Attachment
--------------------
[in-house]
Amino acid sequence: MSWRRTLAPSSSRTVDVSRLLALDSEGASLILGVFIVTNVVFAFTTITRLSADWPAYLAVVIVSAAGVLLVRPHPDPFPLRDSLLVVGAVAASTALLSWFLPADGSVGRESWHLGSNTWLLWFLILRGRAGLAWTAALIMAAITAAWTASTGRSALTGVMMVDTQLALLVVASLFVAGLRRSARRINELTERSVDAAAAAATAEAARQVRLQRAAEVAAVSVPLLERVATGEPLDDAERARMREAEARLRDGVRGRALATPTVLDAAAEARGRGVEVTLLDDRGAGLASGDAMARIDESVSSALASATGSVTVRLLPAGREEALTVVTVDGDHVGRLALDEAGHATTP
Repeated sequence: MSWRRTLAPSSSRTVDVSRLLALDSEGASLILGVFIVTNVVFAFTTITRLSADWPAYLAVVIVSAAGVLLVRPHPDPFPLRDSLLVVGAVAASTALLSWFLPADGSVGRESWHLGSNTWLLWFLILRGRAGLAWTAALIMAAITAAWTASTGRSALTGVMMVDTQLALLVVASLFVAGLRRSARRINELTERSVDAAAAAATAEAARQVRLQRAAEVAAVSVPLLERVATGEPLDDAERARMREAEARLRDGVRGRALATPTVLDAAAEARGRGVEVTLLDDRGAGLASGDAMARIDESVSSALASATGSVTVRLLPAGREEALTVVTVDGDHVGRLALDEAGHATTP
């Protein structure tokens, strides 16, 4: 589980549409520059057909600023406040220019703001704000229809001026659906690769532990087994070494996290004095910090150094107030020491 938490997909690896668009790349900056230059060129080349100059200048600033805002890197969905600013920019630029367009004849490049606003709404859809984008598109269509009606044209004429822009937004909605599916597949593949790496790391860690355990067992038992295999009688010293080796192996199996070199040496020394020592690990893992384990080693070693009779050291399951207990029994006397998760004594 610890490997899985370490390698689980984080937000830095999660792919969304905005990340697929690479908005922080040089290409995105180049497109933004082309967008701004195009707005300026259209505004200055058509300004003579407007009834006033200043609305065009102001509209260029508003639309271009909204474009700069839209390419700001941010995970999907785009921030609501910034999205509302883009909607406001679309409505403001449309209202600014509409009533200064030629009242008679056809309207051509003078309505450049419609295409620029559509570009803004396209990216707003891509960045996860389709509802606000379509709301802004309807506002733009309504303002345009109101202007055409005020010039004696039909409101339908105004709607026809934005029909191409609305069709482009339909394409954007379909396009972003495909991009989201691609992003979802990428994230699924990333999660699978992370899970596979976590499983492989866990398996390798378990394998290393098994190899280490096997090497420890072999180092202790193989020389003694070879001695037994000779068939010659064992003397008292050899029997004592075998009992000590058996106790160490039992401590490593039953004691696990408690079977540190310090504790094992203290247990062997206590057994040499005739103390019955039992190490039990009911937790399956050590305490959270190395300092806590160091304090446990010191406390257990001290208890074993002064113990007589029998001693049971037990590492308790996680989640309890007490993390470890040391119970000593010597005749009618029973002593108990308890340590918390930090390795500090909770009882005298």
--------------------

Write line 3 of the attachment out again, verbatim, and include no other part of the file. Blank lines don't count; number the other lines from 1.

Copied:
Repeated sequence: MSWRRTLAPSSSRTVDVSRLLALDSEGASLILGVFIVTNVVFAFTTITRLSADWPAYLAVVIVSAAGVLLVRPHPDPFPLRDSLLVVGAVAASTALLSWFLPADGSVGRESWHLGSNTWLLWFLILRGRAGLAWTAALIMAAITAAWTASTGRSALTGVMMVDTQLALLVVASLFVAGLRRSARRINELTERSVDAAAAAATAEAARQVRLQRAAEVAAVSVPLLERVATGEPLDDAERARMREAEARLRDGVRGRALATPTVLDAAAEARGRGVEVTLLDDRGAGLASGDAMARIDESVSSALASATGSVTVRLLPAGREEALTVVTVDGDHVGRLALDEAGHATTP